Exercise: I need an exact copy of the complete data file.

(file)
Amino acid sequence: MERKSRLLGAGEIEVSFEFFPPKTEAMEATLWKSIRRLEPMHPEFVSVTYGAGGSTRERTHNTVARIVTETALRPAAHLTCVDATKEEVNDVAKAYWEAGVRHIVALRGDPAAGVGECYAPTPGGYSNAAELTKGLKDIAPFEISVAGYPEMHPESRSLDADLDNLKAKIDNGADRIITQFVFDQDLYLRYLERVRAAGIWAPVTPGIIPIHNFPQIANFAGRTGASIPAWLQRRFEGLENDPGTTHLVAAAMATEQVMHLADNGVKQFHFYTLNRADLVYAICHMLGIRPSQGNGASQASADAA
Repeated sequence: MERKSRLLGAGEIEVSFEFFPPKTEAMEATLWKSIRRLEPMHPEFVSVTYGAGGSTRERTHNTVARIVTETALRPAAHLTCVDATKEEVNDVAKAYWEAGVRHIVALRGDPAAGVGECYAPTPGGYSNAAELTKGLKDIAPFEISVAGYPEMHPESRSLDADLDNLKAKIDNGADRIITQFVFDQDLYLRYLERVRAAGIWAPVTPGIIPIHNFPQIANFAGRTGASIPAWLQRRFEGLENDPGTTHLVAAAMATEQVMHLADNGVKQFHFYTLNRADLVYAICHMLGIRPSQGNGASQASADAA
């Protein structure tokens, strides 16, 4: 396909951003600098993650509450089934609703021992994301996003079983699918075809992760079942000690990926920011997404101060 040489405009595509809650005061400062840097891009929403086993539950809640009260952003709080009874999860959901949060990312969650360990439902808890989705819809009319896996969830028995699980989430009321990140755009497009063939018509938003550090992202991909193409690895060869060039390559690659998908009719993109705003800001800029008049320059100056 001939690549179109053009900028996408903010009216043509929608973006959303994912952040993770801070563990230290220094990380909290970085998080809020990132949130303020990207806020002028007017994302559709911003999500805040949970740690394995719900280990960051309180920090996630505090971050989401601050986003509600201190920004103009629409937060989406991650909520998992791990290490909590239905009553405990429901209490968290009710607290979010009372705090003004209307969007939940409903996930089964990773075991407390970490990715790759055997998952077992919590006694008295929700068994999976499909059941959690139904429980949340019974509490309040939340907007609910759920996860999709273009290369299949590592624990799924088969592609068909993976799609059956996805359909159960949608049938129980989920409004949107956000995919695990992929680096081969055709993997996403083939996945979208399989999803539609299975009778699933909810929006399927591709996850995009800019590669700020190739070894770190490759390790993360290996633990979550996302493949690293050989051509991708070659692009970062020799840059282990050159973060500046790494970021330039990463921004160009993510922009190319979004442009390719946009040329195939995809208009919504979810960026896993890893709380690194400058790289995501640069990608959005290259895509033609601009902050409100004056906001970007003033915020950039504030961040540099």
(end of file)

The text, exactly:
Amino acid sequence: MERKSRLLGAGEIEVSFEFFPPKTEAMEATLWKSIRRLEPMHPEFVSVTYGAGGSTRERTHNTVARIVTETALRPAAHLTCVDATKEEVNDVAKAYWEAGVRHIVALRGDPAAGVGECYAPTPGGYSNAAELTKGLKDIAPFEISVAGYPEMHPESRSLDADLDNLKAKIDNGADRIITQFVFDQDLYLRYLERVRAAGIWAPVTPGIIPIHNFPQIANFAGRTGASIPAWLQRRFEGLENDPGTTHLVAAAMATEQVMHLADNGVKQFHFYTLNRADLVYAICHMLGIRPSQGNGASQASADAA
Repeated sequence: MERKSRLLGAGEIEVSFEFFPPKTEAMEATLWKSIRRLEPMHPEFVSVTYGAGGSTRERTHNTVARIVTETALRPAAHLTCVDATKEEVNDVAKAYWEAGVRHIVALRGDPAAGVGECYAPTPGGYSNAAELTKGLKDIAPFEISVAGYPEMHPESRSLDADLDNLKAKIDNGADRIITQFVFDQDLYLRYLERVRAAGIWAPVTPGIIPIHNFPQIANFAGRTGASIPAWLQRRFEGLENDPGTTHLVAAAMATEQVMHLADNGVKQFHFYTLNRADLVYAICHMLGIRPSQGNGASQASADAA
């Protein structure tokens, strides 16, 4: 396909951003600098993650509450089934609703021992994301996003079983699918075809992760079942000690990926920011997404101060 040489405009595509809650005061400062840097891009929403086993539950809640009260952003709080009874999860959901949060990312969650360990439902808890989705819809009319896996969830028995699980989430009321990140755009497009063939018509938003550090992202991909193409690895060869060039390559690659998908009719993109705003800001800029008049320059100056 001939690549179109053009900028996408903010009216043509929608973006959303994912952040993770801070563990230290220094990380909290970085998080809020990132949130303020990207806020002028007017994302559709911003999500805040949970740690394995719900280990960051309180920090996630505090971050989401601050986003509600201190920004103009629409937060989406991650909520998992791990290490909590239905009553405990429901209490968290009710607290979010009372705090003004209307969007939940409903996930089964990773075991407390970490990715790759055997998952077992919590006694008295929700068994999976499909059941959690139904429980949340019974509490309040939340907007609910759920996860999709273009290369299949590592624990799924088969592609068909993976799609059956996805359909159960949608049938129980989920409004949107956000995919695990992929680096081969055709993997996403083939996945979208399989999803539609299975009778699933909810929006399927591709996850995009800019590669700020190739070894770190490759390790993360290996633990979550996302493949690293050989051509991708070659692009970062020799840059282990050159973060500046790494970021330039990463921004160009993510922009190319979004442009390719946009040329195939995809208009919504979810960026896993890893709380690194400058790289995501640069990608959005290259895509033609601009902050409100004056906001970007003033915020950039504030961040540099």